Evidence gap maps: a tool for promoting evidence and gaps in low- and middle-income countries




Short oral session 7: Tools to communicate and use evidence


Thursday 14 September 2017 - 14:00 to 15:30


All authors in correct order:

Virendrakumar B1
1 Sightsavers, United Kingdom
Presenting author and contact person

Presenting author:

Elena Schmidt

Contact person:

Abstract text
Background: High-quality evidence is essential to inform international development programmes. Despite this, evidence of what works for development in low-and-middle income countries is relatively scarce. To address this, Sightsavers are developing evidence gap maps (EGMs) using the International Initiative for Impact Evaluation methodology. EGMs summarise, appraise and present evidence from systematic reviews in a user-friendly, visual format. This presentation will focus on the benefits and methods used to construct three EGMs developed by us to date.

Methods: Following a comprehensive search of the literature, we sifted, and extracted data from all relevant reviews. Critical appraisal was conducted by two independent reviewers using the Supported Use of Research Evidence checklist. A summary of quality assessment was shared with the authors for comment. The tool gives reviews an overall rating of high, medium or low confidence based on the methodological quality assessment. This is indicated on the EGM using a traffic light system; green, orange and red bubbles represent high, medium and low levels of confidence in the review conclusions respectively. Each review was represented by a coloured bubble and placed in the cell corresponding to the relevant intervention along the x-axis and the strength of evidence along the y-axis. Evidence of each review was categorised as strong, inconclusive or weak based on the findings and conclusions reported by review authors.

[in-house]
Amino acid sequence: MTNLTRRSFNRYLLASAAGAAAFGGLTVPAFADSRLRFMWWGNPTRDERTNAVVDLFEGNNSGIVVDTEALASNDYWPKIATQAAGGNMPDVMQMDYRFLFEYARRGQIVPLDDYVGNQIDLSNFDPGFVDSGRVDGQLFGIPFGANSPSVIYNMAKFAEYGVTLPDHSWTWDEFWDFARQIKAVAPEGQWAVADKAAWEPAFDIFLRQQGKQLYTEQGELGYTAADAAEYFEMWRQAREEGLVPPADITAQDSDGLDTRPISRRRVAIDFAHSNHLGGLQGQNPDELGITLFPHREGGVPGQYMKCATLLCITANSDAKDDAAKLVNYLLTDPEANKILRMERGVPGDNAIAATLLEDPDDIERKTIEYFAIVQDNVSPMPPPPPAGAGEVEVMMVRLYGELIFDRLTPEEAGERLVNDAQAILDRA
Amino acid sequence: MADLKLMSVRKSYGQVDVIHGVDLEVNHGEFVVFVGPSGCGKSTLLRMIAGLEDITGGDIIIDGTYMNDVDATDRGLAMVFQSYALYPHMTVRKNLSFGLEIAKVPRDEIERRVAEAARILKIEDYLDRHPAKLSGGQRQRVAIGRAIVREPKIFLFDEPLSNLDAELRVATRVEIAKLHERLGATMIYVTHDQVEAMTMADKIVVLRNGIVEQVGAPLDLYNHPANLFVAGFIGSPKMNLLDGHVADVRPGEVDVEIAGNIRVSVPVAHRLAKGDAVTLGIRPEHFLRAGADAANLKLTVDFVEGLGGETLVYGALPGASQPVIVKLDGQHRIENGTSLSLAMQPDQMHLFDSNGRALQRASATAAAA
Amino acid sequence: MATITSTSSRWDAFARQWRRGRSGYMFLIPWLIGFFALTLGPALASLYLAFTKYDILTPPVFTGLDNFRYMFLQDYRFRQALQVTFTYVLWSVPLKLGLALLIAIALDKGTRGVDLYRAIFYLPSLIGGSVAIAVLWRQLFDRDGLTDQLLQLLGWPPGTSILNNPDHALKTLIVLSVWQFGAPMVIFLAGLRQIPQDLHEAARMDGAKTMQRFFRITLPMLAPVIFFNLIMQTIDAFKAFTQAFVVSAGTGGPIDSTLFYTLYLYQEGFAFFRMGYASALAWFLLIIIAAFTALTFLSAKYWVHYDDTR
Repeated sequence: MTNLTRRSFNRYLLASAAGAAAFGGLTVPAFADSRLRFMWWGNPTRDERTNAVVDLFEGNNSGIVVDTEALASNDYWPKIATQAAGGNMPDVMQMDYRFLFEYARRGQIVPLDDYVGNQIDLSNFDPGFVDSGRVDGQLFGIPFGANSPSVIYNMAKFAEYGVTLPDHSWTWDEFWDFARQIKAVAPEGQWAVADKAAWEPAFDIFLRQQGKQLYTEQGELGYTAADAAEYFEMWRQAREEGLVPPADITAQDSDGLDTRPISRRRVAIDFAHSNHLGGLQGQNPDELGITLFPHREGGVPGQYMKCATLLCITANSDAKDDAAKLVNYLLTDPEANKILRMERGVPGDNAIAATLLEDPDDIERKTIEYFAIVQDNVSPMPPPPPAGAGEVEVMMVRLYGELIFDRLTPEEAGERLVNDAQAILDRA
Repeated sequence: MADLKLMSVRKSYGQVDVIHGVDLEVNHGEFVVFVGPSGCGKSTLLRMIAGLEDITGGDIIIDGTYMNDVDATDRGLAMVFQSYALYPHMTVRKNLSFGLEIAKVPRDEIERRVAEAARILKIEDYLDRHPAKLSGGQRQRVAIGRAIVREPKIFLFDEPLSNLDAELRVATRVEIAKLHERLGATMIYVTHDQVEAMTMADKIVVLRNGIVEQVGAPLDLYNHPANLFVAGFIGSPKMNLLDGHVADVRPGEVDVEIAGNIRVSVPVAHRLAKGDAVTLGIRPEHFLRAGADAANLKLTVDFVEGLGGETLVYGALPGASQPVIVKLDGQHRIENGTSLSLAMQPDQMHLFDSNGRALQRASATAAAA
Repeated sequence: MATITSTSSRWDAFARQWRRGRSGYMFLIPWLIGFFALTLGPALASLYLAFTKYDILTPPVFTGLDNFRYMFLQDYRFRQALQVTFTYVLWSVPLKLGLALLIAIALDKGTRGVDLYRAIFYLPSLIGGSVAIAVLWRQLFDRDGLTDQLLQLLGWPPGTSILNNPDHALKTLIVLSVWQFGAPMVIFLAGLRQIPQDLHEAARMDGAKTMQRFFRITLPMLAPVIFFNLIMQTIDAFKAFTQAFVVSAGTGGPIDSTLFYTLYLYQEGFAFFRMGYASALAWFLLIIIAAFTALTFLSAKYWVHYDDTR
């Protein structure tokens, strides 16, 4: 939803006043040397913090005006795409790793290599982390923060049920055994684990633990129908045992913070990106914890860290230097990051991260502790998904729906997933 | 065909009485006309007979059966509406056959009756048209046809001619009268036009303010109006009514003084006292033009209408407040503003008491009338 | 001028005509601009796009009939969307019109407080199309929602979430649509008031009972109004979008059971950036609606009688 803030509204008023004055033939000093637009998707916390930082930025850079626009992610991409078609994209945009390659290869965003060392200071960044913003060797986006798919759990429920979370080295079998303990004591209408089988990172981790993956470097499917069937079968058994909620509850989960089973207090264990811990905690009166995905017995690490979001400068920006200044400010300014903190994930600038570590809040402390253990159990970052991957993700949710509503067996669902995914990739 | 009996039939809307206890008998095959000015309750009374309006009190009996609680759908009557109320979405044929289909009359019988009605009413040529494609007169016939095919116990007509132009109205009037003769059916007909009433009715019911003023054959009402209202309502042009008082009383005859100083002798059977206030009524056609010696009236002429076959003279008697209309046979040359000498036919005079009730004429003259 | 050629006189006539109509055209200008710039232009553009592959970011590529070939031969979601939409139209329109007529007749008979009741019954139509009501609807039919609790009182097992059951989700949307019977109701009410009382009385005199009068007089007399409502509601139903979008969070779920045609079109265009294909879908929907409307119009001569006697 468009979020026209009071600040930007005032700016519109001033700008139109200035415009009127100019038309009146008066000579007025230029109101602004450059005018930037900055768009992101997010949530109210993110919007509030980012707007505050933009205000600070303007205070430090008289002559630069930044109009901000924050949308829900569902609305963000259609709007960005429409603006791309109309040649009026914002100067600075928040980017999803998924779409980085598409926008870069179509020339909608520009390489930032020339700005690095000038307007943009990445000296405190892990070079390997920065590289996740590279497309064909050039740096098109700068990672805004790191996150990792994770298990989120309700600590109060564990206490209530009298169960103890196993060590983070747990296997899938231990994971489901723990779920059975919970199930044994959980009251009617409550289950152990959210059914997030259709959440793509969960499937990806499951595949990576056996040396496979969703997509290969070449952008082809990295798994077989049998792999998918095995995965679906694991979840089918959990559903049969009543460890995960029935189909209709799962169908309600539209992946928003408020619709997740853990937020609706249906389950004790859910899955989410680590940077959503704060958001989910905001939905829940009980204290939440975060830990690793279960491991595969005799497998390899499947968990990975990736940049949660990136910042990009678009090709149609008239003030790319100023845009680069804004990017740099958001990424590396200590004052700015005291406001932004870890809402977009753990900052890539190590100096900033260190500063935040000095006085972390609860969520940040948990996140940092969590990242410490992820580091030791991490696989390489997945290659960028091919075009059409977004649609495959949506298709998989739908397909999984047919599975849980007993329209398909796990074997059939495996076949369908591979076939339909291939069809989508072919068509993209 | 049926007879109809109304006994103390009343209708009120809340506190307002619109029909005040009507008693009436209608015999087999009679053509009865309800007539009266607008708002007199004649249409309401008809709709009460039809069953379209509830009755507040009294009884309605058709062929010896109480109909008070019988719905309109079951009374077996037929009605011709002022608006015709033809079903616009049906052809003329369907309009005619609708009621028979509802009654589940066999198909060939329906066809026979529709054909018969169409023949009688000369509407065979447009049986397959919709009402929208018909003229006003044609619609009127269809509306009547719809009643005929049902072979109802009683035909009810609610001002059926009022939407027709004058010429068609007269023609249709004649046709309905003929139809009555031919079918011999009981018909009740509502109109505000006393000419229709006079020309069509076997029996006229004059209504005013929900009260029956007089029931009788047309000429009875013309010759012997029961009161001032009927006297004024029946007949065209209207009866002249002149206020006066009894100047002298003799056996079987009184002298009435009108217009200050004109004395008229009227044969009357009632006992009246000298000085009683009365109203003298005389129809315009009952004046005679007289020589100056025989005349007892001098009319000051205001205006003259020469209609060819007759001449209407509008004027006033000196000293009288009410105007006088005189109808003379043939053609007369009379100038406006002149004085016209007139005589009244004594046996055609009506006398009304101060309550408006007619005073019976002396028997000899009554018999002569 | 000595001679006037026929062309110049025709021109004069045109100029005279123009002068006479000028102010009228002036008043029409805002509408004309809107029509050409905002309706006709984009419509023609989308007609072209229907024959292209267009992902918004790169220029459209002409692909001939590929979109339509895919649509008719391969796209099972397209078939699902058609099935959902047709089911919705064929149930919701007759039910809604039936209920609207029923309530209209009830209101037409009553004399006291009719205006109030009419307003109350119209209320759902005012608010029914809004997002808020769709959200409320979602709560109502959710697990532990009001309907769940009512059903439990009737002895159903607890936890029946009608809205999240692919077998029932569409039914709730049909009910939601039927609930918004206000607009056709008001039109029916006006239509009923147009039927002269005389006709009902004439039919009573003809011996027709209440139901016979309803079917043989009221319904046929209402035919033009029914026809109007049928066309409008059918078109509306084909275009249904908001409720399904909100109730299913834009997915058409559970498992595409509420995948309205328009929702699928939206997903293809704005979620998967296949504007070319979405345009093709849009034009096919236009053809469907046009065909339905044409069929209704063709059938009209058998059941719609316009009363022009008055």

Conclusions: EGMs help to identify methodological strengths and weaknesses of existing reviews. They encourage more systematic approaches to synthesise evidence, identify thematic areas where few/no reviews are available and suggest questions for future systematic reviews. The process of developing EGMs is dependent on the number, thematic focus and quality of systematic reviews available.